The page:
Criminal history can be one of the biggest stumbling blocks in the search for a job. Steady employment is a critically important factor in returning to normal life after a criminal conviction. Many employers, however, do not want to hire anyone with a criminal record, even if the specific details of a job applicant’s history would not affect the job they want to do. New Jersey’s Opportunity to Compete Act (OTCA) states that employers may not ask about criminal history until later in the hiring process. It does not offer as much protection for job applicants as similar laws in other states and cities. At the federal level, discrimination based on criminal history could be unlawful in certain circumstances. A New Jersey employment attorney can help you explore your options if you have experienced this kind of discrimination.
The OTCA only offers limited protection for job applicants with criminal records. It does not restrict how employers may act upon criminal history information once an applicant has made it past the initial stages of the hiring process. If an employer violates the statute, it does not expressly state that a job applicant may file a lawsuit for damage. Instead, it states that the only remedy for a violation is a civil penalty paid to the state.
The Third Circuit Court of Appeals considered a criminal history discrimination claim brought under the OTCA in a 2020 decision. The decision is one of the few to address criminal history discrimination in New Jersey, but it sheds little light on whether the OTCA allows private causes of action.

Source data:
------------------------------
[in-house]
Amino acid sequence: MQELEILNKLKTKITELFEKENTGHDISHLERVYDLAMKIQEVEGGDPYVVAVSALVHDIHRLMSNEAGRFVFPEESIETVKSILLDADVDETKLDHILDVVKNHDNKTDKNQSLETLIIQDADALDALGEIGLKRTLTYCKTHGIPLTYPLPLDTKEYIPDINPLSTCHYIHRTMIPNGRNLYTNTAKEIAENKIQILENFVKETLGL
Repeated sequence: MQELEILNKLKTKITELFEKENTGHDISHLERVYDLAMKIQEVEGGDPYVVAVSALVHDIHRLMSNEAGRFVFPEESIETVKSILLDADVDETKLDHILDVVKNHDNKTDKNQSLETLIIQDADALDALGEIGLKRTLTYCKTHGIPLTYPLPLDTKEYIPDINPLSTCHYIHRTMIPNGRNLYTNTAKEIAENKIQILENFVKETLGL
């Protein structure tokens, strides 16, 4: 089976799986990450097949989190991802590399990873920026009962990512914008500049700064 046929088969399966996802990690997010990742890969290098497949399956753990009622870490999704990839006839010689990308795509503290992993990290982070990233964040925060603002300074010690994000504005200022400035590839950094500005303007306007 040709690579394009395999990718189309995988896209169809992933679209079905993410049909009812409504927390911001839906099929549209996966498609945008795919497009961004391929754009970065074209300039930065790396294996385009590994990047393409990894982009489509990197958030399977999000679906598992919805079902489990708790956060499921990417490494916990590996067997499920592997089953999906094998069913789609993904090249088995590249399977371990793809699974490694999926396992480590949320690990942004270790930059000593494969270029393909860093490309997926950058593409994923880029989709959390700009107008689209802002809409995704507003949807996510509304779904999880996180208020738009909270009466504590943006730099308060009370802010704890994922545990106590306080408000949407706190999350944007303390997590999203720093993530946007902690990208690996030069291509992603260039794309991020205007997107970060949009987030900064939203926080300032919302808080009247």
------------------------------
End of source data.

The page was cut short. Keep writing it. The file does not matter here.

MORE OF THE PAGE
In addition to the OTCA claim, the plaintiff had alleged criminal history discrimination under Title VII of the Civil Rights Act of 1964. The district court dismissed his Title VII claim, finding that “having a prior criminal conviction was not a protected status.” The court then dismissed his OTCA claim because, without any claim under federal law, it no longer had supplemental jurisdiction. The Third Circuit affirmed the dismissal of the OTCA claim on purely procedural grounds.
While the court held that criminal history is not a protected class under Title VII, the Equal Employment Opportunity Commission (EEOC) has addressed how this type of discrimination could still be unlawful. It issued a guidance document in 2012 that discussed how the use of arrest and conviction records could constitute discrimination on the basis of a protected class like race, color, national origin, or sex.
Disparate treatment discrimination could occur, for example, if an employer refuses to hire job applicants of one race because of criminal history, but does not hold applicants of a different race to the same standard. The use of criminal history could also lead to disparate impact discrimination, which can be more difficult to identify.
The Fair Credit Reporting Act (FCRA) also offers some protection with regard to employers’ use of criminal history information obtained from credit reporting agencies. Employers must get a job applicant’s permission before requesting a credit report. If they intend to take an adverse action based on information in the report, they must notify the applicant and provide them with a summary of their rights. Job applicants may file suit for both willful and negligent violations.
If you have questions or need help with a dispute involving an employer in New Jersey or New York, the knowledgeable and skilled employment attorneys at the Resnick Law Group are here to help. Please contact us online, at 973-781-1204, or at 646-867-7997 today to schedule a confidential consultation.